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They come from near and far, the self-proclaimed "hop-heads" and folks who only half-jokingly proclaim, "Beer is my life."

Some fly in or drive to Santa Rosa for a whirlwind trip while others devise extended vacations around the release date — "a national holiday," one Santa Rosa man declared it.

But at the center of all the fuss and bother that had hundreds of people queueing up Friday morning outside a downtown Santa Rosa brew pub is a triple-IPA (India Pale Ale) released once a year in limited quantity: Russian River Brewing Co.'s Pliny the Younger.

Ultra-hoppy, with about 10.25 percent alcohol, the Younger draws beer lovers from around the country and the world, inspired by friends' delirious reviews and A-plus ratings on brew aficionados' websites.

"It's the best beer there is," said Peter James, 27, a resident of Shaver Lake near Yosemite who lined up with several dozen kindred spirits from places like Maryland, Grand Cayman, Pennsylvania and Scotland. "It's off the charts."

Russian River Brewing has six beers on the 2011 100-best list produced by Ratebeers.com.

Pliny the Younger is ranked third, behind a Swedish stout and a Belgian Trappist ale. Pliny the Elder, another Russian River India Pale Ale available year-round, placed eighth.

The Plinys were father-and-son Roman writers and historians of the first century A.D.

BeerAdvocate grades the Younger A-plus, world class.

Fans say Russian River brewmaster Vinnie Cilurzo, who they mostly call simply "Vinnie," has done what no one else seems able to do. He's upped the ante on the hops, raising the alcohol and the hoppy flavor, and produced a brew that's both balanced and light.

"It's a unique flavor that nobody else has come close to duplicating," said Andy Olavarria of McCall, Idaho.

"It's what makes it unique and worth a six-hour plane ride," said Terry Kibbe, a Washington, D.C. political fund raiser.

"Usually, when it's released, and I've been somewhere on the West Coast, I've sought it out," said her husband Matt Kibbe, who is well-traveled as president and chief executive of FreedomWorks, a conservative public policy group linked to the Tea Party.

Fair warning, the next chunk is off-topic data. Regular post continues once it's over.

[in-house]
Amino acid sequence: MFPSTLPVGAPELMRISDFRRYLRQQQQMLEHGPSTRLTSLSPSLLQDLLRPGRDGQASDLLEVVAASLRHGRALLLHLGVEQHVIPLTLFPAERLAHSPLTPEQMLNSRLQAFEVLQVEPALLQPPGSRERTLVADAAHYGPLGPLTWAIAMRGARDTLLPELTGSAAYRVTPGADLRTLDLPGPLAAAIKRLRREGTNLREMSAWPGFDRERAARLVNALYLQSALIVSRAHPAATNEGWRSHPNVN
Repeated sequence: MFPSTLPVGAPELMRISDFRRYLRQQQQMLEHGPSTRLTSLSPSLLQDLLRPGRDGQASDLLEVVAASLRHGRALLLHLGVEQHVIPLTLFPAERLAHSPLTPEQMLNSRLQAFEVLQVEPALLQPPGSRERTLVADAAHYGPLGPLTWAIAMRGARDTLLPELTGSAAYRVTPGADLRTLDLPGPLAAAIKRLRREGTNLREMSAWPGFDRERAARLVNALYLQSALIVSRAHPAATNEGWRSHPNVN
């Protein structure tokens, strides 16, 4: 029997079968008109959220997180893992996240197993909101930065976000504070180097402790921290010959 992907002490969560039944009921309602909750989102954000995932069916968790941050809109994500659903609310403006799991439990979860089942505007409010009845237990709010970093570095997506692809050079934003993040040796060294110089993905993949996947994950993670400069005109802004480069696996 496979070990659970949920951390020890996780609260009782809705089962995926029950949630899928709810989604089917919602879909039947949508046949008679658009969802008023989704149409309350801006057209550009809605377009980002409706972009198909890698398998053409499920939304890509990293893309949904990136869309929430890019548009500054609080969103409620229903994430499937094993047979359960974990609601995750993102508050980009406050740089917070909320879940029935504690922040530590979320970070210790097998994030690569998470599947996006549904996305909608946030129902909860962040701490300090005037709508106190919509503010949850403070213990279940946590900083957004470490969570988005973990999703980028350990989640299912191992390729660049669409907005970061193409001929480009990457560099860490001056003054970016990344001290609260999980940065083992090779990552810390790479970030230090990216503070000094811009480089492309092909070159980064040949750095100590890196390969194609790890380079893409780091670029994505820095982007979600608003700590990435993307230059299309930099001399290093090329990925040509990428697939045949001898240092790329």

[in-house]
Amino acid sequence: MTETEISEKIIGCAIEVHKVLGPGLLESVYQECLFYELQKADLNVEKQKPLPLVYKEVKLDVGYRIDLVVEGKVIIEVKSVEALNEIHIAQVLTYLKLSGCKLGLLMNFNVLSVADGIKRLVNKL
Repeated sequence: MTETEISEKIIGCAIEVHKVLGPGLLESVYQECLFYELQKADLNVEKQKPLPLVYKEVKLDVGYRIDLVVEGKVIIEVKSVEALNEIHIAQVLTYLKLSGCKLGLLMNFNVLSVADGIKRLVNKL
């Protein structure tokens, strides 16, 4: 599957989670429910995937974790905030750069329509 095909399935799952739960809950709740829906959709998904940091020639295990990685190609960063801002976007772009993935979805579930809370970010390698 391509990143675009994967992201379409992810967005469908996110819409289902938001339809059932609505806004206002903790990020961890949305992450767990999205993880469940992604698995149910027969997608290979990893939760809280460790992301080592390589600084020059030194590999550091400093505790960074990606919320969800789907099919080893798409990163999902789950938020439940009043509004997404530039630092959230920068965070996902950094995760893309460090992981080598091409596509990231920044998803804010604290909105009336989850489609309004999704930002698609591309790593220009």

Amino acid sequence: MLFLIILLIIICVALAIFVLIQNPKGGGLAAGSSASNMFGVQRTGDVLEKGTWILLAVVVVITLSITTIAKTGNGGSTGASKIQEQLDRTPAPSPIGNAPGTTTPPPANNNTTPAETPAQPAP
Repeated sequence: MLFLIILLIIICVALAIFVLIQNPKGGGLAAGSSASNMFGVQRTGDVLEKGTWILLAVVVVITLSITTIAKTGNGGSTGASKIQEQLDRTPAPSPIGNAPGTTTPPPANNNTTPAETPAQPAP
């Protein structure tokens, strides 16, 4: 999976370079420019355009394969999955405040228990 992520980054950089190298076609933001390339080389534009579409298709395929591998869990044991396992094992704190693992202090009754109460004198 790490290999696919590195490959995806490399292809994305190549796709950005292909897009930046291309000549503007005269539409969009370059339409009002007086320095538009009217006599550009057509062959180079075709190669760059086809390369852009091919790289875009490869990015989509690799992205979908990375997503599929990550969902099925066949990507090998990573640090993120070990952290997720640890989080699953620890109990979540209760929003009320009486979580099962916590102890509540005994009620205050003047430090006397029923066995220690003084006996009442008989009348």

"But this is the first year we're consciously going to the source, so you can imagine this is an emotional moment for us," Kibbe said with a grin.

Ratebeer Executive Director Joseph Tucker, who was present for the release Friday, clearly remembers last year's Younger, though he's tasted thousands of beers.

This year's assessment: "Slightly less acidic, slightly less effervescent," but "it's just as good as last year," Tucker said.

Now in its sixth year, the Younger is a seasonal beer insofar as the brewery releases it in February each year because that's when people expect it, said Natalie Cilurzo, the company's co-owner.

It's made once a year, produced in limited quantities because it's time-consuming and expensive to make.

Small amounts are distributed to markets in the Bay Area, Southern California, Portland, Seattle, Colorado and Philadelphia. The remainder is sold on tap at the Fourth Street pub.

Consumers last year were permitted to purchase half-gallon "growlers" of Younger to take away, generating huge lines and prompting the beer to sell out in about nine hours.

This year it is available only in 10-ounce glasses, with a limited number of kegs to be rolled out each day in hopes the beer would last two weeks and more people and regulars would have an opportunity to try it, Natalie Cilurzo said.

Still, folks felt compelled to line up early Friday, with Sacramento State Criminal Justice major Domenic Devincenzi, 22, who drove back home on Thursday night, taking the first spot in line at 8 a.m.

The pub wasn't technically supposed to open until 11 a.m., but people were let in beginning around 10:30 a.m., with the first 100 in the door by 11, capacity of 206 reached before 11:30, and the line of about 150 still growing.

"We're plining up," one beer lover quipped.

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